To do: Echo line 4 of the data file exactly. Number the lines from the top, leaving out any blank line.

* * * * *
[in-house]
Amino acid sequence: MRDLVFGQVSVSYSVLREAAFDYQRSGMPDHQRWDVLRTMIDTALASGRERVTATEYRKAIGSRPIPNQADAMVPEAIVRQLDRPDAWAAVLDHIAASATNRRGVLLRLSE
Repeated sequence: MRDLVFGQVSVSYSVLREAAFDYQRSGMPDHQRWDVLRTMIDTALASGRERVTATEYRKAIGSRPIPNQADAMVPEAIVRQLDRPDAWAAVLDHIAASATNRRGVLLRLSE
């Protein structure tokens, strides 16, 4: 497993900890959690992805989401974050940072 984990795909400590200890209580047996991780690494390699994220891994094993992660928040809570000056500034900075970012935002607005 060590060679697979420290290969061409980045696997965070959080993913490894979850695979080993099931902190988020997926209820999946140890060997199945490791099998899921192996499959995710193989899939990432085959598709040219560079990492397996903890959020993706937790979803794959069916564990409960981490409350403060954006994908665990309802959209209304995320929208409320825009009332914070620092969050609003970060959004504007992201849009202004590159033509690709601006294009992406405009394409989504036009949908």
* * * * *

């Protein structure tokens, strides 16, 4: 497993900890959690992805989401974050940072 984990795909400590200890209580047996991780690494390699994220891994094993992660928040809570000056500034900075970012935002607005 060590060679697979420290290969061409980045696997965070959080993913490894979850695979080993099931902190988020997926209820999946140890060997199945490791099998899921192996499959995710193989899939990432085959598709040219560079990492397996903890959020993706937790979803794959069916564990409960981490409350403060954006994908665990309802959209209304995320929208409320825009009332914070620092969050609003970060959004504007992201849009202004590159033509690709601006294009992406405009394409989504036009949908």